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Verona Island,

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Circumnavigation of Verona Island. Verona Island lies in the mouth of the Penobscot River just south of Bucksport, Maine. The island marks the end of the river and the start of upper Penobscot Bay.

The Road Trip: To reach Verona Island from the south, drive up Routes 1 and 3 past Searsport and Stockton Springs to Prospect. At the blinking light, take a right and immediately cross the high bridge to Verona Island. Continue on Route 1 and 3 until just before the small bridge leading off the island to Bucksport. Look for the sign on the left for the boat launch. Turn left and follow the road to the ramp and picnic area with outhouses. If approaching from the north, follow Route 15 into Bucksport. 15 will merge with 3 and 1 and you will see the stoplight, signs and bridge to Verona Island on your right.

Verona Island Road Map

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The Launch: The launch is an all concrete all tide ramp. The best direction to start is west (left) which takes you down the western side of Verona in the main channel of the Penobscot.

Time and Distance: I paddled this trip on July 29, 2001 starting at 11:00 am and ending at 3:20 PM with about a 45 minute break for lunch. The distance is approx. 11 miles.
Route: This trip should be coordinated with the tides. The paddler should start down the west side in the main channel no later than the last 1/3 (two hours) of the ebb tide. At the southern tip of Verona Island (approx. 5 miles from the put in) head approx. north along the east side of the island. You should wait until the tide turns to flood so you won't be paddling against the current.

Paddling Tips As indicated above, this trip is best paddled in a counter clockwise position, going down the main, western channel of the
Penobscot first and then returning by the eastern channel. Be sure to catch the ebb tide to ride the river down and the flood to go back up. The reason why the western channel should be done first is that it takes about 2 hours (according to Dorcas Miller) for the flood tide to overcome the hydrostatic pressure of the river current in the main channel. This is not a problem in the eastern channel which has a much smaller volume of water and is primarily tidal. The first 50 yards or so from the put-in you will be fighting a current until you get to the main channel. Once there however, the river current combined with the ebbing tide speeds you along.

Watch out for: Watch out for eddies on the western, main channel. These aren't real serious but you should be aware of them. In a southwest breeze, both the main channel of the Penobscot and the southern tip of the Island can be subjected to quite a chop, particularly during the ebb tide where the current opposes the wind. Watch out for river traffic, including large vessels, in the main channel and small boat traffic in both channels. Also try to avoid the pilings of the bridge between Verona and Prospect over the main channel. You can't miss it , it's the big suspension bridge about a mile or so from the put in.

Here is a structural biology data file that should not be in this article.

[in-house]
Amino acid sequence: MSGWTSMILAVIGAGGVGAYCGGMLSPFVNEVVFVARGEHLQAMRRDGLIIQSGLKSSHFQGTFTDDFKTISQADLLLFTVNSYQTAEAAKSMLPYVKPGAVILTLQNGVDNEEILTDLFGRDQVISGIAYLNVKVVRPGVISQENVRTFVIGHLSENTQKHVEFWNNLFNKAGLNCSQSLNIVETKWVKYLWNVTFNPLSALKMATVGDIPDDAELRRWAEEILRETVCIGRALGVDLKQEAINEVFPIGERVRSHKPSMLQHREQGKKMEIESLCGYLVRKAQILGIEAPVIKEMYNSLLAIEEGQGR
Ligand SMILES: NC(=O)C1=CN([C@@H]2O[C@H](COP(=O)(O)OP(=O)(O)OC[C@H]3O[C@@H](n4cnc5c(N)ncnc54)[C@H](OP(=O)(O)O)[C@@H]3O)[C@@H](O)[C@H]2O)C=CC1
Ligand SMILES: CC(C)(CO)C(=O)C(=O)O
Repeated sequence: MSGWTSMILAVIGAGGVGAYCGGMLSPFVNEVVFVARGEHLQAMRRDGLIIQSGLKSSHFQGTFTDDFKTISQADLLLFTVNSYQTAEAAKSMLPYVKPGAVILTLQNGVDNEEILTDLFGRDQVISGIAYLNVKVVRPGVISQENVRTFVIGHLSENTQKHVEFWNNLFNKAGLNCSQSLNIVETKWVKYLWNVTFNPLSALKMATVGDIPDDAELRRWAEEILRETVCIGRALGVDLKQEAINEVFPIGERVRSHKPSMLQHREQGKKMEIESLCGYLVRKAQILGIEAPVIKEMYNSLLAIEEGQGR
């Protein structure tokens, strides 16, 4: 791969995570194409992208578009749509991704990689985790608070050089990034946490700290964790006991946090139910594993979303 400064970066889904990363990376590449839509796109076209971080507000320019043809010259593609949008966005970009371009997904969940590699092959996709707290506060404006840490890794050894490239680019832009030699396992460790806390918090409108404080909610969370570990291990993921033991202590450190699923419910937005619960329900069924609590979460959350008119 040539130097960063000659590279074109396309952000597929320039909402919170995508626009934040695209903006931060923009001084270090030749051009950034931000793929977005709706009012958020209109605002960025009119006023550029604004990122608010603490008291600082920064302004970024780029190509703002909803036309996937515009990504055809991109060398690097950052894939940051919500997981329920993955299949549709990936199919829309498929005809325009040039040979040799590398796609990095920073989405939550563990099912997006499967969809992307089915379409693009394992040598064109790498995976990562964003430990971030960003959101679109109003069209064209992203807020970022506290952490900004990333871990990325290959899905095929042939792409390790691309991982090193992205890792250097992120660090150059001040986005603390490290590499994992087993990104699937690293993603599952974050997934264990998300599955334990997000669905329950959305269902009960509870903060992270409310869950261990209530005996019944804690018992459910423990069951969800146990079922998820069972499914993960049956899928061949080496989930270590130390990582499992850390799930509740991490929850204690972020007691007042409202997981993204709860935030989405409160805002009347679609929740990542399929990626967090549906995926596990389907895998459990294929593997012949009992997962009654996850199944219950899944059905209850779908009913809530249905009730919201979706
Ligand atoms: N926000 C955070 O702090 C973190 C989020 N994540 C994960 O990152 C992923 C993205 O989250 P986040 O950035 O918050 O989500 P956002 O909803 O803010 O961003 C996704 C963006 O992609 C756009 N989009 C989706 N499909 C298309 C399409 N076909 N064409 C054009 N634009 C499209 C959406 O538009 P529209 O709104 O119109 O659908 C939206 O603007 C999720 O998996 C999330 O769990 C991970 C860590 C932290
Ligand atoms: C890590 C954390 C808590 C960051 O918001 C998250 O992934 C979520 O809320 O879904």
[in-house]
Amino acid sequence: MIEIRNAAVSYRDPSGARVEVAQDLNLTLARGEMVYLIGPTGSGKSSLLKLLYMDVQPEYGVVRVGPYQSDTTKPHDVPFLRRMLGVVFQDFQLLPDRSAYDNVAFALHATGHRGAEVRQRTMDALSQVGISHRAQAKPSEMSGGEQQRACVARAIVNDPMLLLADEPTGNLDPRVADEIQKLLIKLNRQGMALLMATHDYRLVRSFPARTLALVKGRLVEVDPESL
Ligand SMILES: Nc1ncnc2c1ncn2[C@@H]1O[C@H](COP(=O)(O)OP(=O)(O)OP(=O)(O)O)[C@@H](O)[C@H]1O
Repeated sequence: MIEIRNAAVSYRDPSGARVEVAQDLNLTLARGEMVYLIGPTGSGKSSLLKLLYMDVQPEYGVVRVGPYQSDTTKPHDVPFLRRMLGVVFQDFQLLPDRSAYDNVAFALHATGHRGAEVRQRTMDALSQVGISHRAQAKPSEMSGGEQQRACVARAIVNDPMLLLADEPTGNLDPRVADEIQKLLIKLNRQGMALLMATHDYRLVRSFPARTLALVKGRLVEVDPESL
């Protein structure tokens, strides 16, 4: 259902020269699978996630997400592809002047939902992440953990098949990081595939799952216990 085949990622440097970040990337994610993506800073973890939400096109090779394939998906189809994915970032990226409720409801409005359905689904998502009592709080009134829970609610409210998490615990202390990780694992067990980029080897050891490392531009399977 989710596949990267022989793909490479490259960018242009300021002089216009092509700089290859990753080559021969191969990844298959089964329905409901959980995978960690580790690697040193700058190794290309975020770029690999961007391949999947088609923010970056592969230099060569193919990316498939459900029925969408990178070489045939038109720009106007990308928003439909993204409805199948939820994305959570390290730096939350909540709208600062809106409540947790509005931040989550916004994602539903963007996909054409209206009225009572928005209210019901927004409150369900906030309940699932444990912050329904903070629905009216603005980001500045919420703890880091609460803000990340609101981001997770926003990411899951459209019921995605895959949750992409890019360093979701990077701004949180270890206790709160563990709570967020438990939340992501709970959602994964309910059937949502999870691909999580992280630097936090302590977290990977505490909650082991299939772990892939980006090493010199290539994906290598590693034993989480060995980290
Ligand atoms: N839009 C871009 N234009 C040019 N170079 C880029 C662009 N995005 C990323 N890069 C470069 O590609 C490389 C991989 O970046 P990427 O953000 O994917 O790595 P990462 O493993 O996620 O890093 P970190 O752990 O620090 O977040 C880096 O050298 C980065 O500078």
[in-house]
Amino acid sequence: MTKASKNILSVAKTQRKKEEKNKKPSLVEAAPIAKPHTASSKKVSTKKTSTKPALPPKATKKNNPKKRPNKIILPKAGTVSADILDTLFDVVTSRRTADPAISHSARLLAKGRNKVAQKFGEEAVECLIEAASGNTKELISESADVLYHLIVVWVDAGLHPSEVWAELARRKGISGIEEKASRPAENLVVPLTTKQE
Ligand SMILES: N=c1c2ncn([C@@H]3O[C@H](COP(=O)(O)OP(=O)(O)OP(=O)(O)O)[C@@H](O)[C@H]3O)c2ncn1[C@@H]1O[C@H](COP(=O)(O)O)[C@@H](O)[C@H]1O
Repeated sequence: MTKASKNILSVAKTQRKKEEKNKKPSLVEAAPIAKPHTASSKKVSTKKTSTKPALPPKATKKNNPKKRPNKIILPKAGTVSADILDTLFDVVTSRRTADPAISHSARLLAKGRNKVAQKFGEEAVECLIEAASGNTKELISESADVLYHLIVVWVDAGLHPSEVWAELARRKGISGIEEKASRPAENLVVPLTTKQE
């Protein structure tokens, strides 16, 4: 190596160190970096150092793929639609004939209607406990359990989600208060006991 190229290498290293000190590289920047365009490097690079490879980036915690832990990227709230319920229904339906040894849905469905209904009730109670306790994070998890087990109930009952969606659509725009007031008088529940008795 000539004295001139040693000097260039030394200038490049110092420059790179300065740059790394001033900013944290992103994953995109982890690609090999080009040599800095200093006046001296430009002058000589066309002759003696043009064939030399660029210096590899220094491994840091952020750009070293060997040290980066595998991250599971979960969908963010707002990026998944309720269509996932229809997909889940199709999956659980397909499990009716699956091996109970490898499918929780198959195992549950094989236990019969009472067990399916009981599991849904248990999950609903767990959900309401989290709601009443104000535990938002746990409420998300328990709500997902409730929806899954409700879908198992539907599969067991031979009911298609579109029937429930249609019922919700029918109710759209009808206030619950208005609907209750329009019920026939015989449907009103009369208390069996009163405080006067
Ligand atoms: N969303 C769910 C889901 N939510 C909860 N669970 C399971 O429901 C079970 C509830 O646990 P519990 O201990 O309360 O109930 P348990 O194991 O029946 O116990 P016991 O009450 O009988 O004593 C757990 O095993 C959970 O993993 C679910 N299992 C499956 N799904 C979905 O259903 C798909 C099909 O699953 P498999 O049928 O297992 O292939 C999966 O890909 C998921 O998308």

Natural Features: The western side of Verona, on the main channel consists of rocky, seaweed covered shores interspersed with small gravel beaches. Towards the southern tip, on the western side the island falls away to the south east and the gravel beaches become longer. The same type of terrain continues for about 400 yards up the eastern shore. There are some camps visible on the western side, fewer on the eastern side. I would recommend stopping for lunch or a break just after you round the southern point and wait there for the flood tide to begin. Most of the eastern shore after the first 400 yards consists of wide mud flats at low tide with a navigable channel in the middle but not a place to pull out your boat, unless you like mud.

Other Landmarks: The Prospect bridge on the western side as well as Sandy Point on the western side of the main channel opposite the southern tip of Verona.

Stretch Your Legs: I had lunch on a small beach about 300 yards for the southern end of the island on the eastern channel. This is really the last spot for a break without having to get too muddy. Fortunately it was only an hour and 1/2 paddle back to the put in.

One Paddler's Story: Jon Sprague paddled this trip on July 29th in a Perception Vizcaya. His wife told him that people circumnavigate Greenland and Australia but paddle around Verona Island, so don't let the trip description put you off, its a nice easy days paddle when the wind and tide conditions are right.
--Contributed by Jonathan Sprague

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